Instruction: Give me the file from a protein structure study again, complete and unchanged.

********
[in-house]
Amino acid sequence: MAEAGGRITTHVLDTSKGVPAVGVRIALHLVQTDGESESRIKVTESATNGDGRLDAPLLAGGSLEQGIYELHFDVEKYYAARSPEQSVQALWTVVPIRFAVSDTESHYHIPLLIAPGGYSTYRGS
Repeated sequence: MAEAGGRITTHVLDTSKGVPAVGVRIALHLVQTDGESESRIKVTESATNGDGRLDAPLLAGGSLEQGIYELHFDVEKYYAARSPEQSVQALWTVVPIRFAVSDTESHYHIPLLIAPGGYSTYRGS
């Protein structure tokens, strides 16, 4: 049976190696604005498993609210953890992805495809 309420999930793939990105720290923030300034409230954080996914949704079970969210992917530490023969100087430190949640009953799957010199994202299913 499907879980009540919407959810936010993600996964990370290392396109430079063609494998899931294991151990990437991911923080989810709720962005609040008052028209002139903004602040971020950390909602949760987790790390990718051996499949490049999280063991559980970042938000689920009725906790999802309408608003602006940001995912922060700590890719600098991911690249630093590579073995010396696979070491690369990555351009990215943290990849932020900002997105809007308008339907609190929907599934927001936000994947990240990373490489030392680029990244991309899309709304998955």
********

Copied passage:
[in-house]
Amino acid sequence: MAEAGGRITTHVLDTSKGVPAVGVRIALHLVQTDGESESRIKVTESATNGDGRLDAPLLAGGSLEQGIYELHFDVEKYYAARSPEQSVQALWTVVPIRFAVSDTESHYHIPLLIAPGGYSTYRGS
Repeated sequence: MAEAGGRITTHVLDTSKGVPAVGVRIALHLVQTDGESESRIKVTESATNGDGRLDAPLLAGGSLEQGIYELHFDVEKYYAARSPEQSVQALWTVVPIRFAVSDTESHYHIPLLIAPGGYSTYRGS
């Protein structure tokens, strides 16, 4: 049976190696604005498993609210953890992805495809 309420999930793939990105720290923030300034409230954080996914949704079970969210992917530490023969100087430190949640009953799957010199994202299913 499907879980009540919407959810936010993600996964990370290392396109430079063609494998899931294991151990990437991911923080989810709720962005609040008052028209002139903004602040971020950390909602949760987790790390990718051996499949490049999280063991559980970042938000689920009725906790999802309408608003602006940001995912922060700590890719600098991911690249630093590579073995010396696979070491690369990555351009990215943290990849932020900002997105809007308008339907609190929907599934927001936000994947990240990373490489030392680029990244991309899309709304998955």